By Brent White, Data Analytics Specialist, Iron Bow Technologies
Data analytics continues to surprise people with its emergent capabilities ranging from predicting how a disease, such as Ebola, will spread, to identifying the most beneficial way to market a product. In the private and public sector, big data benefits continue to expand as its applications are further developed and implemented.
The uses of data analytics stretch far beyond what we are capable of imagining, and the opportunities to advance the technology are endless. With more trust and information comes greater capabilities – especially significant as we enter the age of mobility and connected devices. IHS forecasts that the Internet of Things (IoT) market will expand from 15.4 billion devices in 2015 to 75.4 billion in 2025, creating great possibilities but also raising security concerns.
One application is analytics-driven security solutions. These solutions permit organizations to face modern cyberattacks head on with speed and precision by quickly identifying the source, investigating and responding to threats.
What if, for example, government agencies were able to prevent crime based on monitoring and gaining insights on the actions and movements of people? This scenario, once dreamed about in movies like Minority Report, is now the reality of the future of data analytics, and it doesn’t stop there.
A recent Research & Markets report predicts that the big data and data analytics industry will reach $11 billion in revenue by 2022, with increased use from the Department of Homeland Security, public safety organizations and intelligence agencies.
However, there is still work to be done. In fact, a MeriTalk survey found organizations only analyze roughly 12 percent of their data, and 78 percent of respondents said at least some of their security data is not analyzed at all due to limited skill and time. This is a huge missed opportunity as security analytics provide a thorough analysis of information on users, attacks, context, time and location from identity, endpoints, servers, apps, web and email servers and non-traditional systems.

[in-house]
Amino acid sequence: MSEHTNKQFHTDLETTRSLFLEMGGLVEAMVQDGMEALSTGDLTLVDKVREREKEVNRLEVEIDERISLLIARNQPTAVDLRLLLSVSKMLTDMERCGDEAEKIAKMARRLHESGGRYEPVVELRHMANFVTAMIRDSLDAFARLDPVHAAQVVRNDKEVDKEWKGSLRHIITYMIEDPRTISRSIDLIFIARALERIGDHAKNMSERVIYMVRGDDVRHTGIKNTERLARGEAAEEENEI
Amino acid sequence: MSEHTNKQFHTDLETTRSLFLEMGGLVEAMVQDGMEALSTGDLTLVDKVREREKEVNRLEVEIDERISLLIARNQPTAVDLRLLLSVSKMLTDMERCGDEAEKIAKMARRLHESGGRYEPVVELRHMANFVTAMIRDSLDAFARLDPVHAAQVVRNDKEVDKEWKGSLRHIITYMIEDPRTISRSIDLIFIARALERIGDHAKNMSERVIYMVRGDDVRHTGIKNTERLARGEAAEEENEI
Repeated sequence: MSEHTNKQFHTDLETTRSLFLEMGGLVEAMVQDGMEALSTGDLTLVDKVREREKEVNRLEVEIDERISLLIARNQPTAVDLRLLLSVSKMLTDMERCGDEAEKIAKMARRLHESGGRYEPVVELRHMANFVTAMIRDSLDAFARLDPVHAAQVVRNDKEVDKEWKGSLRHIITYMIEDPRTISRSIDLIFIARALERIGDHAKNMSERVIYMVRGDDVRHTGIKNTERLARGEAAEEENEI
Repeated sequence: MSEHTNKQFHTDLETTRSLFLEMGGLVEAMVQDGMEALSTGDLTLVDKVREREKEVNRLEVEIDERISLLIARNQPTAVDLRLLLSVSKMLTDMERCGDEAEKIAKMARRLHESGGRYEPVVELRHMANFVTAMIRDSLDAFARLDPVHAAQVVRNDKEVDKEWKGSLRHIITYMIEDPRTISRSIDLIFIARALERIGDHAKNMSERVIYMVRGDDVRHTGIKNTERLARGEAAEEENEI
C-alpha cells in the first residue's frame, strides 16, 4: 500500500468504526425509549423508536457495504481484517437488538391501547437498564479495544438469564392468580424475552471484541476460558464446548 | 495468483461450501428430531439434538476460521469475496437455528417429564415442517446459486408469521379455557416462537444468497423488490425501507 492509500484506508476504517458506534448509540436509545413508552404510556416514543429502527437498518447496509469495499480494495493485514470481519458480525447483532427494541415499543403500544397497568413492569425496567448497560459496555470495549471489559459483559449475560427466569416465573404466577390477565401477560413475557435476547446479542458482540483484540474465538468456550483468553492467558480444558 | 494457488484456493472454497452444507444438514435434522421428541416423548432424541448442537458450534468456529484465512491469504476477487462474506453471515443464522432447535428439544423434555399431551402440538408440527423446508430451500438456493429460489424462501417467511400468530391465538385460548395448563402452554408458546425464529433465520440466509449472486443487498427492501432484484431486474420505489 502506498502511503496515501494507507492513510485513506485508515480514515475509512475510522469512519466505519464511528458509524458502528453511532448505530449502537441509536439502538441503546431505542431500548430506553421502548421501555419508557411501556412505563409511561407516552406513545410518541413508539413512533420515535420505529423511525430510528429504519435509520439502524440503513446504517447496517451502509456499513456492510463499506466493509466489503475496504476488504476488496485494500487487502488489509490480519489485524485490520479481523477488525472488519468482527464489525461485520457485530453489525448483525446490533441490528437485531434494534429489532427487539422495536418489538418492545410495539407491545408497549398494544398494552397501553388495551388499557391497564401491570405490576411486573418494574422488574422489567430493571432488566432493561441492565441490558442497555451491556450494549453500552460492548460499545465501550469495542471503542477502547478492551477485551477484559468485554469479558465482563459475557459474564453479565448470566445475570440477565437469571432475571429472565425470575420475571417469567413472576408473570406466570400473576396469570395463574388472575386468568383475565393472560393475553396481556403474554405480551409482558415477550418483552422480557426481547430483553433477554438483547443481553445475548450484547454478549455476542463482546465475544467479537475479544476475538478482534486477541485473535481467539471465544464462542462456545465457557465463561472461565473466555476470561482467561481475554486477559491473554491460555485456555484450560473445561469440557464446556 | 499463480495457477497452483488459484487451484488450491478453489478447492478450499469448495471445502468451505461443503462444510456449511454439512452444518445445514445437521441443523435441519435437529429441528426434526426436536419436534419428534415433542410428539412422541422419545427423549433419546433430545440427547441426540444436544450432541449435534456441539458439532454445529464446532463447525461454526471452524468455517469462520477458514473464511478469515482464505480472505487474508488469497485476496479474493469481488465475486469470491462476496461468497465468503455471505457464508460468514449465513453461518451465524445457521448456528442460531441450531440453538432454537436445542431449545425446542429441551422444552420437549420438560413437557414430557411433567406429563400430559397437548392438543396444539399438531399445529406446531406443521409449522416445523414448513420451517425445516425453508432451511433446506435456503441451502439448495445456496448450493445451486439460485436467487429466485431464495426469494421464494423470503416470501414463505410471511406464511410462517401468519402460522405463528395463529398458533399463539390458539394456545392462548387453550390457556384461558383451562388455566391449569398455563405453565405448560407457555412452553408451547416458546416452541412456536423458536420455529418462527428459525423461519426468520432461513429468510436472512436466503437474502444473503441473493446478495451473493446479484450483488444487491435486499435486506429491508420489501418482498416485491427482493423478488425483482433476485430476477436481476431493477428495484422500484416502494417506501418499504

If leveraged correctly, the utilization of data and security analytics can assist the government in ways that ultimately improve IT efficiency and reduce costs. Industry, including companies like Splunk, is striving to make machine data accessible, usable and valuable to everyone.
Imagine you work within a federal agency’s IT department. Your phone rings; a call from an employee, notifying you that their email is down. In order to fix this seemingly simple glitch, you must follow protocol to figure out what the issue is and where it resides, and then proceed to address the issue piece by IT piece. It is a tedious process that consumes much of federal IT professionals’ time, delaying other tasks and hindering both federal employee and citizen user missions.
Each day, federal IT departments reactively address system issues, once notified by a disgruntled user. Through data analytics, agencies can disrupt this often-frustrating pattern.
Data analytics can enhance security as well as simplify and streamline IT system monitoring. Not only will data analytics provide IT experts with a single dashboard to monitor the many complicated systems under their purview, but it will also notify these managers of an issue before it affects the end user. This allows the IT professional to quickly pinpoint the incoming glitch to an email server, for example, and address a storage problem before it hits.
Due to this automated monitoring catchall, IT managers save time, agencies save overall IT resources and users, whether they be within or outside of an agency, are left blissfully unaware of any issue whatsoever. More efficient IT processes save agencies time and money. They can then reallocate that energy and funding to improve efficiency through investment in IT modernization, transforming government’s mission.
Enhanced security and efficiency is just the tip of the innovation iceberg that can be tapped into when using data to your advantage. Data analytics has been around for a while, but until agencies begin to fully embrace the disruptive technology, they won’t be able to reap the growing benefits it provides.
Learn how to better harness your growing data through analytics to improve security and efficiency, and open doors for innovation and opportunity in your agency: https://www.splunk.com/en_us/solutions/solution-areas/big-data.html
big data > data analytics > Department of Homeland Security > federal IT > Internet of Things > IT Modernization > mobility > security